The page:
|Fraunhofer scientists are developing a coating to enable tracheal stents to remain in position.|
A constricted trachea could require surgery to insert a stent. However, the stent can slip out of position, leading to complete closure of the windpipe. To prevent this dangerous condition, researchers at the Fraunhofer Institute for Interfacial Engineering and Biotechnology IGB (Stuttgart, Germany) are developing a surface coating to keep the stent in place.
A variety of complications can affect tracheal stent placement. First, they can shift, partially or completely obstructing the respiratory tract. Second, bacteria can colonize the stent and trigger pneumonia. “The windpipe has an important barrier function, with goblet and cilia cells purifying the inhaled air," explains Martina Hampel, a scientist at IGB. "It is very important that cells like these can adhere to the stents so as to maintain the air-purifying effect of the damaged section of the windpipe and to promote incorporation of the stents in the surrounding tracheal tissue.
Together with Thorsten Walles, head of the department of thoracic surgery at the University Hospital of Würzburg and a visiting scientist at the IGB, Hampel and her team took part in a project to develop surface coatings that enable the stents to be incorporated into the surrounding tissue, reducing the risk that they will move. They used stents lined with a polyurethane (PU) film.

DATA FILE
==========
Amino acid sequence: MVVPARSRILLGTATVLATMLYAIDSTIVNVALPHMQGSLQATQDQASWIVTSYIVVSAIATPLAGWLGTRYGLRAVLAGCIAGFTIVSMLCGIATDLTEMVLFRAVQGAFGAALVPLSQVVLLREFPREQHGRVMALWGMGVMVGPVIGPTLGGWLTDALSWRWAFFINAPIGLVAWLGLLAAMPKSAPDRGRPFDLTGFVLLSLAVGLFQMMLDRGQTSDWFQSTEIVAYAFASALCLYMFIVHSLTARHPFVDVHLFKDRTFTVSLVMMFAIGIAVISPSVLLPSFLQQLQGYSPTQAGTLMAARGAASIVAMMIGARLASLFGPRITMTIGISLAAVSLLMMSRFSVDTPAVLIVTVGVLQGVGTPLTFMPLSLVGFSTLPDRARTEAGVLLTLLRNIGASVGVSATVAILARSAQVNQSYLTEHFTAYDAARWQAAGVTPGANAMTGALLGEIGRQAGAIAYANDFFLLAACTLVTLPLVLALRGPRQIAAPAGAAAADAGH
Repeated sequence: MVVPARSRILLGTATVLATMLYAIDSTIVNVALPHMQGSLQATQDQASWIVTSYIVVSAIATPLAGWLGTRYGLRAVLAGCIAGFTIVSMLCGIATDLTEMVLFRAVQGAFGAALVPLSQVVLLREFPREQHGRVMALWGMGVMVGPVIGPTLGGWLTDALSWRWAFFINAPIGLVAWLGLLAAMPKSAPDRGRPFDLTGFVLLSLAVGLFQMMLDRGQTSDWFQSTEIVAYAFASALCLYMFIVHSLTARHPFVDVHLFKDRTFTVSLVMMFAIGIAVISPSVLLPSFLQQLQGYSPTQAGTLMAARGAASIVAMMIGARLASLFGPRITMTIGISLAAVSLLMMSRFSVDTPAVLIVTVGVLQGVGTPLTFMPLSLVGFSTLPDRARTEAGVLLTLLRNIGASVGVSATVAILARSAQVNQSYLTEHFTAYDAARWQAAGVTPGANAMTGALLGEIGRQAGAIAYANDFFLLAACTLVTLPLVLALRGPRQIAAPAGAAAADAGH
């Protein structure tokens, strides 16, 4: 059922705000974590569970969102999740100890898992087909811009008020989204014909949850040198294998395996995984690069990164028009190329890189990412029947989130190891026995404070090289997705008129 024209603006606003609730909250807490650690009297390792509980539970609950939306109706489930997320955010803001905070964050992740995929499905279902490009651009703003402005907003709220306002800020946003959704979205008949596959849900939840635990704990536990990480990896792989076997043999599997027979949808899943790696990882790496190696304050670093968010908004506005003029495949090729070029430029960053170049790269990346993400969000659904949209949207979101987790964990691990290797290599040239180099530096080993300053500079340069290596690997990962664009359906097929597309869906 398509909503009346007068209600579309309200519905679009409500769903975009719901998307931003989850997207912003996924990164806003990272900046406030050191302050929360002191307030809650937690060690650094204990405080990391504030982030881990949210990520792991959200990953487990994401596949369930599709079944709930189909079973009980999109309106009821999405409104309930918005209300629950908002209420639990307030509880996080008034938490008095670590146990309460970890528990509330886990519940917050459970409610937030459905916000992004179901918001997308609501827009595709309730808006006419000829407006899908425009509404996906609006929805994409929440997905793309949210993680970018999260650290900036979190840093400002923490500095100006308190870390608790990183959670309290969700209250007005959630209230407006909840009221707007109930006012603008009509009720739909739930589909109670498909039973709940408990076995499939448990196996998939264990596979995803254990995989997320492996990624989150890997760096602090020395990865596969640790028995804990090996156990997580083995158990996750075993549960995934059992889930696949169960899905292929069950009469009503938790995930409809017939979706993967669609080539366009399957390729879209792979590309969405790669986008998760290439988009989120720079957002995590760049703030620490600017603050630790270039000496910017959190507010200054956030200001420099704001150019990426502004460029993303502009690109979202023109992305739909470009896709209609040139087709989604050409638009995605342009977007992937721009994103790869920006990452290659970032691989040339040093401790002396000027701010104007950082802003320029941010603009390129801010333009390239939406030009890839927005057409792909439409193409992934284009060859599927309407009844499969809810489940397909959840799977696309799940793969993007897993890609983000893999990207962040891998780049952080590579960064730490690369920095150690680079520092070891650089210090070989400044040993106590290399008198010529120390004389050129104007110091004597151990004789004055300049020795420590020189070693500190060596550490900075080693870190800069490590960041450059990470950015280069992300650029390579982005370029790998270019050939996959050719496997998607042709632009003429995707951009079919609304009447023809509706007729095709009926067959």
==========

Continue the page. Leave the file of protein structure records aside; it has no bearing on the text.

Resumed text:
In the ensuing tests, a variety of different coatings were applied to the PU film. In addition to synthetic polymers composed of organic acids, the researchers experimented with biological proteins such as fibronectin and type-I collagen. The coating was then modified using plasma technology with vacuum-ionized gas. For control purposes, the experts used an untreated PU film.
“In order to find out which of the surface coatings was the most suitable, we brought both lab-cultivated cell lines and human primary tracheal epithelial cells into contact with the films in cell culture vessels," Hampel says. "What we wanted, of course, was for the primary respiratory cells from human tissue to attach themselves to the film. The researchers achieved their best results with the protein-coated film, on which the primary tracheal epithelial cells grew particularly well. “The respiratory cells proved to be more vital on bioactive films rather than on ones treated with plasma. By contrast, polymer-coated film turned out to be completely useless,” Hampel adds.
The laboratory tests have been completed, and animal tests are in preparation. If the good lab results are confirmed in these tests, the next step will be to conduct clinical trials of the modified stents. “We hope that within just a few years, our well-tolerated, cell-compatible surface coatings will be used for other biomedical prostheses such as pacemaker leads, tooth implants, and replacement joints,” Hampel comments.